Igloo Building: A Primer on the Financial Aid Fiasco

Peter Wood

As The Chronicle of Higher Education puts it, “the Bush administration and Congress have moved with blinding speed, agreeing on and passing a ________ in less than a month.”  I have the impression that relatively few academics could fill in that blank.  When I spoke about the looming crisis at a meeting of faculty members in April, many members of the audience reacted with astonishment.  Some asked why the matter hadn’t been in the news.  

The words that fill in the blank are “student-loan bailout bill” and the matter has, of course, been in the news for much of the last year—on the front pages of The New York Times, The Wall Street Journal, and The Chronicle of Higher Education, and as a lead topic on Inside Higher Education.    My guess is that quite a few scholars suffer MEGO (“my eyes glaze over”) when the headline includes the words “student loans.”  

It’s understandable.  The student loan industry is not a crucible of intellectual excitement, and normally doesn’t even connect with entertaining antics of the AAUP, Stanley Fish, or Yale art shows.   When I write about the student loan fiasco, I feel a bit like I’m explaining the principles of igloo building to beachcombers in Key West, and some recapitulation is needed.  Think of snow.  Think of a lot of snow.  Then double it.  

The snow in this case is federal loans.  American higher education existed for several hundred years without this snow.  George Washington wanted a national university, but Congress never acted.  The first major involvement of the federal government with higher education was the Civil War Morrill Act, which set aside federal lands to create—what else?—land-grant universities.  The greatest change, however, came in 1944, when Congress passed the Serviceman’s Readjustment Act—better known as the GI Bill—which helped 7.8 million veterans attend college between 1944 and 1956.  The GI Bill worked splendidly to advance its avowed purpose.  America reaped the benefit in the years that followed of having a large number of highly-motivated college graduates who, were it not for the federal assistance, would have foregone a college education.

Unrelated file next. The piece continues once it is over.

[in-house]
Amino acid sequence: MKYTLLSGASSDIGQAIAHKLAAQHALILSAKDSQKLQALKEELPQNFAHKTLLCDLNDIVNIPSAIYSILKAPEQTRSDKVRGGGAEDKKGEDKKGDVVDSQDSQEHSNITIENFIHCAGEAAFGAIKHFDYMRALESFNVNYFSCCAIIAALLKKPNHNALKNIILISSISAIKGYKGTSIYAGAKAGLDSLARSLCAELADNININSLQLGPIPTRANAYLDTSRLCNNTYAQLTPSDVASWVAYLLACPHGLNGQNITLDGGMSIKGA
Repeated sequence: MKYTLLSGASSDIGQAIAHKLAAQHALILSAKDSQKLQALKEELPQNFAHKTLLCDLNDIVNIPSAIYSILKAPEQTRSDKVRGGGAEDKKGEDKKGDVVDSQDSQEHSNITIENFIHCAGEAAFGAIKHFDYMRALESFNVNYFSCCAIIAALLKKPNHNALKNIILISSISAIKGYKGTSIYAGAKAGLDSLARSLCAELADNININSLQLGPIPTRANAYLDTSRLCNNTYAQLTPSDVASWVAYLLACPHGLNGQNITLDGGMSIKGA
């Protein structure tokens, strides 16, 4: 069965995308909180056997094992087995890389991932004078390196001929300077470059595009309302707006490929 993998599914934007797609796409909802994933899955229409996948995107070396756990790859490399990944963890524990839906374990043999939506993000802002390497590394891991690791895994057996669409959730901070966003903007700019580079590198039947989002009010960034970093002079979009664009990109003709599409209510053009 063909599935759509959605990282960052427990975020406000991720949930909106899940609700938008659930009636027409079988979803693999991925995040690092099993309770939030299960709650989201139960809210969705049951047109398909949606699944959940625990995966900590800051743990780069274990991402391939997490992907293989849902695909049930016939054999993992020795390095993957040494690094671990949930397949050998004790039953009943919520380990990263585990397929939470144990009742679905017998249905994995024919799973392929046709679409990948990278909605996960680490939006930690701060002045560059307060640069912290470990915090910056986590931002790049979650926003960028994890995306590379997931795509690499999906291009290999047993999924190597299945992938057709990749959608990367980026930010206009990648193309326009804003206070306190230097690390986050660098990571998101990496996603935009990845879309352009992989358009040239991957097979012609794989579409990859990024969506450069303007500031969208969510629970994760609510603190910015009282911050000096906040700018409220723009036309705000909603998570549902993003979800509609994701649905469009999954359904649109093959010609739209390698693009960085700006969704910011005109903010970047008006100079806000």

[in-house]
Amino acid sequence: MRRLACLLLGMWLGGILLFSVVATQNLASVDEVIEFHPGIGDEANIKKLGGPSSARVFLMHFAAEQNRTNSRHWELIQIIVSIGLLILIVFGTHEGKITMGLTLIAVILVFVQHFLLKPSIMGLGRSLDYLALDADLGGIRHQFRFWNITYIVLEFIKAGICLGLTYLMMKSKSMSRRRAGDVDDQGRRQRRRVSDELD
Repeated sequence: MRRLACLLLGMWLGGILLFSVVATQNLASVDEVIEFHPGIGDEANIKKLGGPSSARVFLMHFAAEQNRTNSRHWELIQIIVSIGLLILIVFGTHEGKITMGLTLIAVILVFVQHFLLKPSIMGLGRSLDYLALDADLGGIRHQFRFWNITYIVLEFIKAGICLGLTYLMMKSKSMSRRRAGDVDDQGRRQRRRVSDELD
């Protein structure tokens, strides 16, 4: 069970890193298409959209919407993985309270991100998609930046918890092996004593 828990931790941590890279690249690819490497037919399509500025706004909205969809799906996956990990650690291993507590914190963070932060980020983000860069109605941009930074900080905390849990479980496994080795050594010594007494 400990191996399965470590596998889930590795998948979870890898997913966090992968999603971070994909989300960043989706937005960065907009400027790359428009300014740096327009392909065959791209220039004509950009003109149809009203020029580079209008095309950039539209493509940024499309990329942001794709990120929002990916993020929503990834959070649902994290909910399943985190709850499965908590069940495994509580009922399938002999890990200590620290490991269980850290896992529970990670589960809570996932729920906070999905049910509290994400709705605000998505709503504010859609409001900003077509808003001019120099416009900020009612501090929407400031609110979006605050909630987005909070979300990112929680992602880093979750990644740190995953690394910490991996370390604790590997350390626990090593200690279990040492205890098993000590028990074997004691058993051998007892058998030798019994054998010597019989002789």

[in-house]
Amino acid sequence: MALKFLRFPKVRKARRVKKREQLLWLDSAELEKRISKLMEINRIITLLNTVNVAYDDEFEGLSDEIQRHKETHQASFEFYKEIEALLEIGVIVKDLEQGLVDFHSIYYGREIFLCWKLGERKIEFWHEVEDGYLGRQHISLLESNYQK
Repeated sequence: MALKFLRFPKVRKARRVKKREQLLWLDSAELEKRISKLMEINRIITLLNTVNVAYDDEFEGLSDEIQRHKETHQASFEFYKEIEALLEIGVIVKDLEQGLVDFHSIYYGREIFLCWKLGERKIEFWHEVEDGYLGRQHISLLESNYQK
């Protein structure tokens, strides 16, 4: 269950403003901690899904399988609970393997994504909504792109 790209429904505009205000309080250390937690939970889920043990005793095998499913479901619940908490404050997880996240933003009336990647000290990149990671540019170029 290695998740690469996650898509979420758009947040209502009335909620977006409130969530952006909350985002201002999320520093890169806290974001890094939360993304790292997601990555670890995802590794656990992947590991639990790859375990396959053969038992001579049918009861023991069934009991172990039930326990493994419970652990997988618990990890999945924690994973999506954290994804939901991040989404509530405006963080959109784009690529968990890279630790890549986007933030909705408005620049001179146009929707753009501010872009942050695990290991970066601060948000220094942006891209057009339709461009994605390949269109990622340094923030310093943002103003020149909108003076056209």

But the GI Bill also had three unintended consequences.  First, it showed college administrators an easy path to previously unimagined riches.  According to the Veterans Administration, “In the peak year of 1947, veterans accounted for 49 percent of college admissions.”  Simply by scaling up the size of entering classes, college administrators could bring in millions of dollars of federal largess.  The nature of this temptation was immediately noticed by faculty members, who came under pressure to relax grading standards and dilute the curriculum.  One can find in faculty statements of the period widespread anxiety over what academic administrators were willing to do to capture as much of the federal funding as possible.